Global dining manners

In today’s inter-reliant, international and culturally diverse corporate world, cross-cultural differences can have an impact on business success. By understanding the appropriate eating habits of different countries, you can emulate the conduct of your hosts while dining to make a lasting impression. Here are a few tips on cross-cultural dining etiquette:

Body language: In most cultures it is considered offensive to rest your elbows on the table. Do not begin eating until the host does.

Eating: When in Japan and China, learn to use chopsticks. In places like Germany, table manners are continental – fork in left hand and knife in right. But in America, the fork is switched to the right hand also. When in the Middle East, ensure that you eat with the right hand only.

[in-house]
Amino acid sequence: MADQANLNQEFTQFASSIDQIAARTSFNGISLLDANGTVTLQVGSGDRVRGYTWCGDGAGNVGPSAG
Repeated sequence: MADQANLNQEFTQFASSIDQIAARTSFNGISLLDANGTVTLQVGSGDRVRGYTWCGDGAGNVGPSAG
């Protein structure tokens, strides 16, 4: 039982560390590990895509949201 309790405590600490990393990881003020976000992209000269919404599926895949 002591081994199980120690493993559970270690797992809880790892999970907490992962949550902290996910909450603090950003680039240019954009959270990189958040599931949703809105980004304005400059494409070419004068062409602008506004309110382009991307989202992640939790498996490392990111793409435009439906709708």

End of meal: The German style of indicating that you’ve finished your meal is by laying the fork and knife parallel across the right hand side of the plate. But when in the Middle East, if you are finished, leave food on your plate; otherwise it will be filled immediately.

Do not turn a wine glass upside down to decline wine. Instead, you can put your hand over the wine glass to indicate that you do not want wine.

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